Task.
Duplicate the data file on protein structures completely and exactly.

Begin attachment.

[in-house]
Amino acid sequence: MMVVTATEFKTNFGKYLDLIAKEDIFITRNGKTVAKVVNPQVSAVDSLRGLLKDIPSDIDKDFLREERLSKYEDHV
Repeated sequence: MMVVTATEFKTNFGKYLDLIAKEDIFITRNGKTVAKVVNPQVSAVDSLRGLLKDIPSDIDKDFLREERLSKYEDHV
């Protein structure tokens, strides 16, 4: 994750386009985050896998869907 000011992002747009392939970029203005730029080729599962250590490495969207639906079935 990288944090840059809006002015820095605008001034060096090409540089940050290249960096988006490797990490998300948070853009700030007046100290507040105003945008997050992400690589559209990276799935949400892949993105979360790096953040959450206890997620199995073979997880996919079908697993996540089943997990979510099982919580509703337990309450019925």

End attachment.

[in-house]
Amino acid sequence: MMVVTATEFKTNFGKYLDLIAKEDIFITRNGKTVAKVVNPQVSAVDSLRGLLKDIPSDIDKDFLREERLSKYEDHV
Repeated sequence: MMVVTATEFKTNFGKYLDLIAKEDIFITRNGKTVAKVVNPQVSAVDSLRGLLKDIPSDIDKDFLREERLSKYEDHV
């Protein structure tokens, strides 16, 4: 994750386009985050896998869907 000011992002747009392939970029203005730029080729599962250590490495969207639906079935 990288944090840059809006002015820095605008001034060096090409540089940050290249960096988006490797990490998300948070853009700030007046100290507040105003945008997050992400690589559209990276799935949400892949993105979360790096953040959450206890997620199995073979997880996919079908697993996540089943997990979510099982919580509703337990309450019925």